In a recent note (see: Back-Channel Tweeting at Medical Conferences), I raised the topic of back-channel tweeting at medical conferences as a means to solicit more comments and questions from audience members. I received two comments from readers about this topic.
- Mark Pool who blogs over at Daily Sign-Out submitted the following thought: I wonder if medical student, resident lectures wouldn't be more interactive using this. For example, giving them an in-line quiz after 5-10 minutes of content (and making the cumulative score count for their grade).
- Mike Lougee also contributed a comment: Good ideas, here are two more questions: (1) Twittering would be enhanced if every presentation included a "moderator" who could monitor the [Tweets] in real-time, which the speaker cannot; (2) I wonder if there is an application which can accrete "multiple-choice-question" Twits into "scores," in the fashion of audience-response "clickers." If yes, less need to rent expensive "clicker" systems, and more interactive sessions.
Clearly the idea of empowering the members of a lecture audience by soliciting tweets from them, whether at a conference or in lectures to residents, has some appeal to readers of this biog. incidentally, this same concept is now being actively used on CNN and other television program to elicit comments from viewers. Linked to this same idea, it occurred to me that we may need to rethink the idea of attention as it applies to lectures in medical school or in continuing medical education. When I was a medical student, any lecture audience member was either listening to the lecture, often evidenced by note-taking, or goofing off.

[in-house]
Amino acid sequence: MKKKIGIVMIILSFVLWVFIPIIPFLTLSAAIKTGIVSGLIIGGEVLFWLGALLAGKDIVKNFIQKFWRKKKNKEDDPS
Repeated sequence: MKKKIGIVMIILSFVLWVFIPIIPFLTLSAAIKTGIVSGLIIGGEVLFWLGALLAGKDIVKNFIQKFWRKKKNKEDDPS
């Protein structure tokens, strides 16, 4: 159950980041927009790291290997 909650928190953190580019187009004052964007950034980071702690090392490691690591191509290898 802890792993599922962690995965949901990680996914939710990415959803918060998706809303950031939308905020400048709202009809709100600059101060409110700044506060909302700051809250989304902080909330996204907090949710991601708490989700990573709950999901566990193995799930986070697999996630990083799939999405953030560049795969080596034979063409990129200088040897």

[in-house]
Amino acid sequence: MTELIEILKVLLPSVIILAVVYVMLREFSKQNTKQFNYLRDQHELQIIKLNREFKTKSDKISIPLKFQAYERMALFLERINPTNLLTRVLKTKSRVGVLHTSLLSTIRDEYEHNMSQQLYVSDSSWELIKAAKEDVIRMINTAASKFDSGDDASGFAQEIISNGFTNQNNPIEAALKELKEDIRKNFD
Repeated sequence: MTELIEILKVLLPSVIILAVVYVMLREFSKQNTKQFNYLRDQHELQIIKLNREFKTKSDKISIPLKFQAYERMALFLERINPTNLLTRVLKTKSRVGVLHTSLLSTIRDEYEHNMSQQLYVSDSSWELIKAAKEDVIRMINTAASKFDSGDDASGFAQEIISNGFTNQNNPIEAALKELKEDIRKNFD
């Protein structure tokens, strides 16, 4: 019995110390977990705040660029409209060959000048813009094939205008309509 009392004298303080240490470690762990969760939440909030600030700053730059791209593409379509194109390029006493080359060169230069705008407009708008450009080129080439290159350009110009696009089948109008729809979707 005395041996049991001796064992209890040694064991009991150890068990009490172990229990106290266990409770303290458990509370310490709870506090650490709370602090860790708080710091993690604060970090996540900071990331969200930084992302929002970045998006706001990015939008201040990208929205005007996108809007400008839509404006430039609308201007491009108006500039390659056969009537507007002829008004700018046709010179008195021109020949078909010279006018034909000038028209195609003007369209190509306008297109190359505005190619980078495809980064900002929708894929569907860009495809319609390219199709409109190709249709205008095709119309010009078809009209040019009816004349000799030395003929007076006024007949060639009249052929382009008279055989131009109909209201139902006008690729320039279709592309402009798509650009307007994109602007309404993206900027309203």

Now it seems that there are at least three ways in which a member of an audience can participate in a medical lecture while not closely listening to to it. They are the following: (1) browsing and digesting the lecture PowerPoint file that I will assume has been made available on-line prior to the lecture; (2) submitting tweet comments or questions about the lecture that could be collected by a lecture monitor, as suggested above by Mike, and presented to the lecturer during discussion periods; and (3) browsing the web to gather additional relevant information about the lecture topic. These three tasks amount to the audience members actively engaging in active study of the lecture topic but not necessarily paying strict attention to the lecture itself.
As was made quite clear in the original post, lecturers now need to be aware and understand that the absence of rapt attention to his or her presentation is not necessarily evidence of a lack of engagement by the audience in the material being presented. In addition, back-channel tweets can transform a lecture into more of a dialogue with the audience than was previously possible. In other words, a lecture should now be considered as a starting point in learning rather than a self-contained autonomous module.